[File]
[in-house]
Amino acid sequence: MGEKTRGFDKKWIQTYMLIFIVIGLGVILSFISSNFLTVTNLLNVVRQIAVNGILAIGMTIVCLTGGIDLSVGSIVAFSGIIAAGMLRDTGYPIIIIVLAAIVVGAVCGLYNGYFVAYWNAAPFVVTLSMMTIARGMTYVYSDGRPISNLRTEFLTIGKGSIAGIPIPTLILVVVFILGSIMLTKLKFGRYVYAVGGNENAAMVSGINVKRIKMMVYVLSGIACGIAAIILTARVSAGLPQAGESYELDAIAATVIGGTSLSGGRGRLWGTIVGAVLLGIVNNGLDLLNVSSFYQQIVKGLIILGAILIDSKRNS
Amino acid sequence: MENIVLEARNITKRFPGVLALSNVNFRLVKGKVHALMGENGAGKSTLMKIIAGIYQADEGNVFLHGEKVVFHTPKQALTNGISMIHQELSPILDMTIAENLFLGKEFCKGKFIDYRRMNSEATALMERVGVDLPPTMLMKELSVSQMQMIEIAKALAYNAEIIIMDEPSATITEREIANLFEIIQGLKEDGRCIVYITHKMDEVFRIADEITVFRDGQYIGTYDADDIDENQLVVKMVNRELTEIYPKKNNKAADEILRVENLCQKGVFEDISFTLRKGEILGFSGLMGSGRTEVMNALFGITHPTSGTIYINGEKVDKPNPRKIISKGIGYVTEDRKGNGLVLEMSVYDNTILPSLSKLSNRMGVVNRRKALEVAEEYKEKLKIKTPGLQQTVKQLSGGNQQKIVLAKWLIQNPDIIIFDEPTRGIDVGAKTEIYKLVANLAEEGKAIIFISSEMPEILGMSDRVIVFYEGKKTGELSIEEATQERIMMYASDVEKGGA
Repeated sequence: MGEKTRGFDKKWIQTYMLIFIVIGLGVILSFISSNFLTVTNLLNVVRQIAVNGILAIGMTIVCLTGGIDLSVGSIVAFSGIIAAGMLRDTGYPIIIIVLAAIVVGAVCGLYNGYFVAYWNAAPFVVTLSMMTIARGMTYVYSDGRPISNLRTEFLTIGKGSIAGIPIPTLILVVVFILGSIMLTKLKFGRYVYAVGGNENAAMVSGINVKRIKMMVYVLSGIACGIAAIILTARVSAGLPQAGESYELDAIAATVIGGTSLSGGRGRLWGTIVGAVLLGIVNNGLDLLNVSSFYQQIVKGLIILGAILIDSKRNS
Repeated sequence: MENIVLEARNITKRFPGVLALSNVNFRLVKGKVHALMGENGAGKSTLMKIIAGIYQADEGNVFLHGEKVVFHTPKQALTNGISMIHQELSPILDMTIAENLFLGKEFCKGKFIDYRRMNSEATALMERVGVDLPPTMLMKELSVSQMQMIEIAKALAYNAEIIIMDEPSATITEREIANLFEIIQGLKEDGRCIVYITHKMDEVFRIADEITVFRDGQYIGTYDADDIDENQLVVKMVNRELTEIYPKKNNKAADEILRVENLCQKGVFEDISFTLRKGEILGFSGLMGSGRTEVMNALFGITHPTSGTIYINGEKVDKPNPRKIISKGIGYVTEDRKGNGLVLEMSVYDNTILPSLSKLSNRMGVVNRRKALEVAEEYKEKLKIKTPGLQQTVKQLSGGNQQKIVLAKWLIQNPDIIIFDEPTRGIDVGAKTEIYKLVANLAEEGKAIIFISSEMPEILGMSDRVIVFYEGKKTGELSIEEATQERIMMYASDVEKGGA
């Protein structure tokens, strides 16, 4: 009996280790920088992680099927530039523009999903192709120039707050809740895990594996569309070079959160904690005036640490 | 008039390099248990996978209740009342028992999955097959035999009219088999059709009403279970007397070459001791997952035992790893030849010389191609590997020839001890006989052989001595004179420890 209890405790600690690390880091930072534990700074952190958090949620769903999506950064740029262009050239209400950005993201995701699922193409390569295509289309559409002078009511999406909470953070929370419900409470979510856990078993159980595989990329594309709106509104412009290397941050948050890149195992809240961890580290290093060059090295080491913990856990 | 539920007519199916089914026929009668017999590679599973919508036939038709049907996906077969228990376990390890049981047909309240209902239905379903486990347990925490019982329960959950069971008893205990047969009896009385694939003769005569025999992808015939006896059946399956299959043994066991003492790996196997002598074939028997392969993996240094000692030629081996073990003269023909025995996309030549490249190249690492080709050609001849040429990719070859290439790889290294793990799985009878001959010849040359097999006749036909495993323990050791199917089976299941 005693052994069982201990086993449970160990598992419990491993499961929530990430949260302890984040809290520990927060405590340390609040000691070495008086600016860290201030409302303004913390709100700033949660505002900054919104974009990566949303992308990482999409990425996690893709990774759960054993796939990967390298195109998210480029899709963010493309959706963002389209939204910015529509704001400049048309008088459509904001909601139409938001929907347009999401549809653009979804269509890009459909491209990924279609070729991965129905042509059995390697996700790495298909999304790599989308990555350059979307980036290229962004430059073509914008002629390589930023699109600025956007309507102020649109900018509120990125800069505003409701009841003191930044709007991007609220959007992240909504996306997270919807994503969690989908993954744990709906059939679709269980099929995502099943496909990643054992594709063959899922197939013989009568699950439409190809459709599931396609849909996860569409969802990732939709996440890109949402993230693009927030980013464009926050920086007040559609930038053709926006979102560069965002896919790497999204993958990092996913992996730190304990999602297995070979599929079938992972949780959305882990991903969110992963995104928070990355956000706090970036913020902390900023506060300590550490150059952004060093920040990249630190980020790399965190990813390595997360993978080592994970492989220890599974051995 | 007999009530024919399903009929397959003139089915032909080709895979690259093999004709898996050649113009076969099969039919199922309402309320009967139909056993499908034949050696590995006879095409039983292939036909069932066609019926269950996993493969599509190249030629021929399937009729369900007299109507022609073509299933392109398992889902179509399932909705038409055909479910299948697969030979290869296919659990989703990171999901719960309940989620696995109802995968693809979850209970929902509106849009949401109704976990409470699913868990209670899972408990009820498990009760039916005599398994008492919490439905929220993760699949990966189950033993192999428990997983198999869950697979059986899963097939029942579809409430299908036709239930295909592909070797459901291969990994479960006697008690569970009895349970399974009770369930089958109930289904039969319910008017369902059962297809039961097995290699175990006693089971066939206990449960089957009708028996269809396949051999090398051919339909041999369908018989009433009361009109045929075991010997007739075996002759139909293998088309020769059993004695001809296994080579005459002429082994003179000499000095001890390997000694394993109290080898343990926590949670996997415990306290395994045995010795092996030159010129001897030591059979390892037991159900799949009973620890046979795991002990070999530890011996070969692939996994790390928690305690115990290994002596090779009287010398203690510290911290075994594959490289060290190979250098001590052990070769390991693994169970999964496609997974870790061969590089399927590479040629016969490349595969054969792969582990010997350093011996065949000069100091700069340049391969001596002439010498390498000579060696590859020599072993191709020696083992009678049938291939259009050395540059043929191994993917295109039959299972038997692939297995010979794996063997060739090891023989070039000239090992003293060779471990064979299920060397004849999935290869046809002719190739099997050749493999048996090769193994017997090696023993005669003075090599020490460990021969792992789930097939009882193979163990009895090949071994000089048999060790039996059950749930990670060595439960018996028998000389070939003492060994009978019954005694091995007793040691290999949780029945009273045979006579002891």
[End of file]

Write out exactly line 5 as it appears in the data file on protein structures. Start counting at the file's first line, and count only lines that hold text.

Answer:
Repeated sequence: MENIVLEARNITKRFPGVLALSNVNFRLVKGKVHALMGENGAGKSTLMKIIAGIYQADEGNVFLHGEKVVFHTPKQALTNGISMIHQELSPILDMTIAENLFLGKEFCKGKFIDYRRMNSEATALMERVGVDLPPTMLMKELSVSQMQMIEIAKALAYNAEIIIMDEPSATITEREIANLFEIIQGLKEDGRCIVYITHKMDEVFRIADEITVFRDGQYIGTYDADDIDENQLVVKMVNRELTEIYPKKNNKAADEILRVENLCQKGVFEDISFTLRKGEILGFSGLMGSGRTEVMNALFGITHPTSGTIYINGEKVDKPNPRKIISKGIGYVTEDRKGNGLVLEMSVYDNTILPSLSKLSNRMGVVNRRKALEVAEEYKEKLKIKTPGLQQTVKQLSGGNQQKIVLAKWLIQNPDIIIFDEPTRGIDVGAKTEIYKLVANLAEEGKAIIFISSEMPEILGMSDRVIVFYEGKKTGELSIEEATQERIMMYASDVEKGGA